Just like you mentioned those programs that dont scale in higher DPI will suffer.
  • jeffkibuule - Wednesday, February 6, 2013 - link

    It's not designed for touch and probably never will be. Microsoft can make some adjustments to touch target sizes without visually changing anything but ultimately if you want to have any accuracy in a desktop environment, you'll want to use the stylus. Reply
  • GTRagnarok - Wednesday, February 6, 2013 - link

    Third page: "Type Cover will set you back $119 while Touch Cover is $129"

    You have the price switched around.
  • Netscorer - Wednesday, February 6, 2013 - link

    This is a very comprehensive review that is long on technical details and very short on actual usability of the Surface Pro. Sometimes Anand gets too enamored with charts, while forgetting that most folks want just first hand experience.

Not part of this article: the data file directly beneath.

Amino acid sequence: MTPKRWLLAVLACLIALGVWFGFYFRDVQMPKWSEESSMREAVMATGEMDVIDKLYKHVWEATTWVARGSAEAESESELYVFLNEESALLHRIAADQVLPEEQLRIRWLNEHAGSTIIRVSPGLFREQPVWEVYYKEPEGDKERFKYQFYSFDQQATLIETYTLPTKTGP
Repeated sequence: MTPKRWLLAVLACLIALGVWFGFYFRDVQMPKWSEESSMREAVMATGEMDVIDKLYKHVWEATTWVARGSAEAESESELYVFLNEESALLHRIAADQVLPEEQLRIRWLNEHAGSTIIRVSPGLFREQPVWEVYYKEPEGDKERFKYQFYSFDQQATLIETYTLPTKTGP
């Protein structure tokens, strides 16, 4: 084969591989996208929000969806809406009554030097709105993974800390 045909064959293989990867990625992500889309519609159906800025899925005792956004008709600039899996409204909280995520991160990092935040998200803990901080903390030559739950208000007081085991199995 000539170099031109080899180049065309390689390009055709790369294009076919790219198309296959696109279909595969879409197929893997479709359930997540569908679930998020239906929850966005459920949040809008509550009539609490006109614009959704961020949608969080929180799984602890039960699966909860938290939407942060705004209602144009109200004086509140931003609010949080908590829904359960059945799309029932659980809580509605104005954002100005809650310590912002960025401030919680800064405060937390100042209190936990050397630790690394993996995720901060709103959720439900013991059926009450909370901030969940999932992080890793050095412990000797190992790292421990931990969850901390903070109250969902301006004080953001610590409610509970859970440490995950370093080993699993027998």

There is very brief mentioning of working in legacy UI and regular programs, with no mentioning of how easy (or, rather difficult) it is to navigate interface with your fingers (and no mouse tracking support for stylus is a show stopper as you can't use it to replace your mouse). I wish, Anand would use one of the programs (like Chrome) and tried some of the more popular web sites (Google+, YouTube) and let us know if he was able to get even 50% hit with his fingers on the small buttons that pepper the screen. There is not even a mentioning of the atrocious virtual keyboard for non-metro apps. Windows scaling is simply not working how it should on the device of this type, yet we get a very diplomatic two sentence non-commital response.